RESEARCH, Uncategorized


— Media Release —

Today (Thursday, 6 December), marks the final event the National Shelter Movement of South Africa (NSM) and the Heinrich Boell Foundation’s (HBF) 3-year project, “Enhancing State Responsiveness to GBV: Paying the True Costs”. The project – which seeks to support State accountability for adequate and effective provision of domestic violence survivor support programmes, specifically those associated with the provision of shelter for abused women – makes a number of policy recommendations relating to funding of shelters, as well as on the implementation of the Domestic Violence Act (DVA).

The event will include the release of findings undertaken in shelters in 6 provinces. Extensive research went into understanding how the State funds shelters, versus the funds needed. Further research was also done on the South African Police Service (SAPS) – which is often victims’ first point of contact – to understand how police officers deal with domestic violence situations.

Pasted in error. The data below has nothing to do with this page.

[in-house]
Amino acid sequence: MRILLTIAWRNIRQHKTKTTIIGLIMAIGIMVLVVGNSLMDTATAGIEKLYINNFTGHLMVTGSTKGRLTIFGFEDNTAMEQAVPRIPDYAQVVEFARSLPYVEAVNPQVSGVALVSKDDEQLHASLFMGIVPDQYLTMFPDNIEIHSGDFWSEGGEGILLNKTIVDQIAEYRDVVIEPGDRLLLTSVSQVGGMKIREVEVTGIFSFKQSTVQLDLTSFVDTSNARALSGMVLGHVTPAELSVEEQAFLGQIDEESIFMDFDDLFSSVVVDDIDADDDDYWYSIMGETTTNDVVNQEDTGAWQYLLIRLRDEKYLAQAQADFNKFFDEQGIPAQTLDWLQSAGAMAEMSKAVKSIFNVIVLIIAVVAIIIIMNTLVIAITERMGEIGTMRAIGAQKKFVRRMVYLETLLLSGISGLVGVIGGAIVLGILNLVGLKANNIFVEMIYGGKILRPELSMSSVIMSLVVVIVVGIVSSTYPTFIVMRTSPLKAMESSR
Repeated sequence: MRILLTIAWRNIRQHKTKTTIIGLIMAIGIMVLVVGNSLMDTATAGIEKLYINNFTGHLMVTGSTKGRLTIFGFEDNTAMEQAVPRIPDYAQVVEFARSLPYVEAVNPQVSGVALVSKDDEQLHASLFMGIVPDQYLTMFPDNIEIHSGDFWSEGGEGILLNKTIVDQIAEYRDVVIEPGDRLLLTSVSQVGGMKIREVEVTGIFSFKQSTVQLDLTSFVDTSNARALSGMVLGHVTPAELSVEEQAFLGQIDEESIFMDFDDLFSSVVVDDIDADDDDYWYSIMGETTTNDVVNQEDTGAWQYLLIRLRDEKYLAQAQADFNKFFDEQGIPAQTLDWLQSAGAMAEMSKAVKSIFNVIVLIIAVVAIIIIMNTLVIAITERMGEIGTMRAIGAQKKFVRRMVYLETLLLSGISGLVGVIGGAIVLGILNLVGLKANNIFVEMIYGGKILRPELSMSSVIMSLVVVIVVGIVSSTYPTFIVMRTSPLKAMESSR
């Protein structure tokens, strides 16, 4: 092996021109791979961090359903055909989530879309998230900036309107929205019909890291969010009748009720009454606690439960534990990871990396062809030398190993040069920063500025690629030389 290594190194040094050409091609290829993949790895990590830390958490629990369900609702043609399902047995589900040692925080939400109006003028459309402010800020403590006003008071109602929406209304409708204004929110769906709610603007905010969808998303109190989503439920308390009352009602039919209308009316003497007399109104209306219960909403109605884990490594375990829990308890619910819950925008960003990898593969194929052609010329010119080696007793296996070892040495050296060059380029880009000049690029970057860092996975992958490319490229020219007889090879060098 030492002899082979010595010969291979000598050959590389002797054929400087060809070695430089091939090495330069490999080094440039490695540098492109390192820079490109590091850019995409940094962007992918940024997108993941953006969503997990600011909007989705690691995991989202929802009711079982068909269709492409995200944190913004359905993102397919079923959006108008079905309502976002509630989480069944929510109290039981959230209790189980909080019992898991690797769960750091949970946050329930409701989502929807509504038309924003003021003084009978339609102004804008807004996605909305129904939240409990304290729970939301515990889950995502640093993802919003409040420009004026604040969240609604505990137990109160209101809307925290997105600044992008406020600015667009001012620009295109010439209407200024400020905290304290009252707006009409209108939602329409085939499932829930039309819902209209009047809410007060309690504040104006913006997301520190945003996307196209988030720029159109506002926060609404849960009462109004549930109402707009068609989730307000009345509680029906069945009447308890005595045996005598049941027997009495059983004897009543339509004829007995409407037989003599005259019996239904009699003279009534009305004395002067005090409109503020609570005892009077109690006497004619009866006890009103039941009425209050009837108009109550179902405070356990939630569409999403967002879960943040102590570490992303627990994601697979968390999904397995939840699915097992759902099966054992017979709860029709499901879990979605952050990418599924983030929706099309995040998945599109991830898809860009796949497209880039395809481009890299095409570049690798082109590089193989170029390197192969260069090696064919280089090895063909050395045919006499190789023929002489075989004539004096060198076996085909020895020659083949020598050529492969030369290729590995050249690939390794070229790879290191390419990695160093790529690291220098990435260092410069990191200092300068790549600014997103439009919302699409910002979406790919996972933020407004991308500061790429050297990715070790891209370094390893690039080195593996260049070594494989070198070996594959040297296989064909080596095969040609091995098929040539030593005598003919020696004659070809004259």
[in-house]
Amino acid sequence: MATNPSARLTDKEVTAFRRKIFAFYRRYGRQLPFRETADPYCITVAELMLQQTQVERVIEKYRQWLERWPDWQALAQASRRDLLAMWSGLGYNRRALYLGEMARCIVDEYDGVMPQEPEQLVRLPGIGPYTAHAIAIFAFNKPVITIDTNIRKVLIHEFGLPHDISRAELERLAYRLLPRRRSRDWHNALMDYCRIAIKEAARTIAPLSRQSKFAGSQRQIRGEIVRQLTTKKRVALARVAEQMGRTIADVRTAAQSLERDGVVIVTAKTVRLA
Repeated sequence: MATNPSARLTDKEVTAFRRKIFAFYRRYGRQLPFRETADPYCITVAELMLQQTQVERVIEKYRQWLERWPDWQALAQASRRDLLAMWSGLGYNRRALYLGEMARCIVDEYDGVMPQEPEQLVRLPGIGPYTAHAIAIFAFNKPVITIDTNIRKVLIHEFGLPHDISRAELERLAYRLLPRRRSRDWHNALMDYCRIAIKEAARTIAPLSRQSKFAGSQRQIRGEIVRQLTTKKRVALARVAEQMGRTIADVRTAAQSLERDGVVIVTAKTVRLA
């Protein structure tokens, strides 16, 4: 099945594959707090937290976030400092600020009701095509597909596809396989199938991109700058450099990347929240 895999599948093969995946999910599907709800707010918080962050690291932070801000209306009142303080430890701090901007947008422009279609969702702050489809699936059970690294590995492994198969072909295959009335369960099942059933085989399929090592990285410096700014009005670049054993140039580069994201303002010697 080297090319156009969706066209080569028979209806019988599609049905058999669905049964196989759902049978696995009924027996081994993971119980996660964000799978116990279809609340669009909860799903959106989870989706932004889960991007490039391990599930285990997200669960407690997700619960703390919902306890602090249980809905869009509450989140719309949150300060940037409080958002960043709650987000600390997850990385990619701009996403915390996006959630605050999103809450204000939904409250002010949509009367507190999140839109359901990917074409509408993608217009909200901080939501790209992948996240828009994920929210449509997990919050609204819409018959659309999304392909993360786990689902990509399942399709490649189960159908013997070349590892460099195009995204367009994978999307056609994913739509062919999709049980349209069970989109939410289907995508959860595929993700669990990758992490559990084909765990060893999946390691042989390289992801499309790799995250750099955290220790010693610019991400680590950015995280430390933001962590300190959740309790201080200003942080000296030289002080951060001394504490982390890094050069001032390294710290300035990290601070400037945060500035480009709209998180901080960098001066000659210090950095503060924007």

Zubeda Dangor, Head of the Executive of the NSM, says that the project has helped a great deal to uncover the host of challenges that shelters face in the provision of services to women. She says, “It is important that decision-makers fully understand the pressures placed on these very important facilities, which exist to help fulfil their mandate to the women of this country.”

“Our research reveals that shelters are chronically under-funded and subsidies by government vary widely from province to province, and at times, even within the province. And, since the Department of Social Development’s (DSD) current policy does not fully fund the shelter services, shelters either end up providing inadequate services or spending a great deal of effort in raising funds elsewhere,” adds Dangor.

According to Shelter Manager, Delene Roberts, “It is very difficult to be responsible for ensuring the safety of our clients and provide the services they need to help their long-term rehabilitation and healing, while seeing to the daily running of the shelter, as well as all the work entailed to secure additional funding.”

Funding is also at times delayed, sometimes for up to three months in some provinces. This places shelters in precarious positions where some have even had to borrow money to buy food for clients while they await their tranche.

The research on police – which considered things like the extent to which police could refer women to shelters, as required by the DVA – found that responses by the police to those seeking shelter were often misinformed and apathetic. In some instances officials were unable (or unwilling) to assist abused women.”